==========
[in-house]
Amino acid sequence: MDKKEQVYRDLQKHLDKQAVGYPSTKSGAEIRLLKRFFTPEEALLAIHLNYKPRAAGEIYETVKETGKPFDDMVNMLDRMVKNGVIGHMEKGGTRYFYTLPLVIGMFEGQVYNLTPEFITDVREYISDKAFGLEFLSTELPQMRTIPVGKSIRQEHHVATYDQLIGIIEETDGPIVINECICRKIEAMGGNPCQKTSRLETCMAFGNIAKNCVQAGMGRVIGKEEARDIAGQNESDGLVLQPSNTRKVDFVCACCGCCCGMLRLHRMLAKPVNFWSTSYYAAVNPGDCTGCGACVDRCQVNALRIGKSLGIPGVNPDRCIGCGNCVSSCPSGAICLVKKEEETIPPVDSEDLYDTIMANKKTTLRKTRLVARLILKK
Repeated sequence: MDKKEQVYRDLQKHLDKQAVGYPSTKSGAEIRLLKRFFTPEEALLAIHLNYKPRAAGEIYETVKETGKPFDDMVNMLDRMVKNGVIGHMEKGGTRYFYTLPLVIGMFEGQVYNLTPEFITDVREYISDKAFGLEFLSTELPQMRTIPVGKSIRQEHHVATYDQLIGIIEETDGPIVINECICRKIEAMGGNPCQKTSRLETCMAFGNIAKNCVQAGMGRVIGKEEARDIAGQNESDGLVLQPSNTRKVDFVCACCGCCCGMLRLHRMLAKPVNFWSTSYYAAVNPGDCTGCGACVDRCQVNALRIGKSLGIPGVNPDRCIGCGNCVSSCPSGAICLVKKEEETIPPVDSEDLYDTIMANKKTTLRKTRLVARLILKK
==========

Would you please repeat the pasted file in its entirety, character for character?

[in-house]
Amino acid sequence: MDKKEQVYRDLQKHLDKQAVGYPSTKSGAEIRLLKRFFTPEEALLAIHLNYKPRAAGEIYETVKETGKPFDDMVNMLDRMVKNGVIGHMEKGGTRYFYTLPLVIGMFEGQVYNLTPEFITDVREYISDKAFGLEFLSTELPQMRTIPVGKSIRQEHHVATYDQLIGIIEETDGPIVINECICRKIEAMGGNPCQKTSRLETCMAFGNIAKNCVQAGMGRVIGKEEARDIAGQNESDGLVLQPSNTRKVDFVCACCGCCCGMLRLHRMLAKPVNFWSTSYYAAVNPGDCTGCGACVDRCQVNALRIGKSLGIPGVNPDRCIGCGNCVSSCPSGAICLVKKEEETIPPVDSEDLYDTIMANKKTTLRKTRLVARLILKK
Repeated sequence: MDKKEQVYRDLQKHLDKQAVGYPSTKSGAEIRLLKRFFTPEEALLAIHLNYKPRAAGEIYETVKETGKPFDDMVNMLDRMVKNGVIGHMEKGGTRYFYTLPLVIGMFEGQVYNLTPEFITDVREYISDKAFGLEFLSTELPQMRTIPVGKSIRQEHHVATYDQLIGIIEETDGPIVINECICRKIEAMGGNPCQKTSRLETCMAFGNIAKNCVQAGMGRVIGKEEARDIAGQNESDGLVLQPSNTRKVDFVCACCGCCCGMLRLHRMLAKPVNFWSTSYYAAVNPGDCTGCGACVDRCQVNALRIGKSLGIPGVNPDRCIGCGNCVSSCPSGAICLVKKEEETIPPVDSEDLYDTIMANKKTTLRKTRLVARLILKK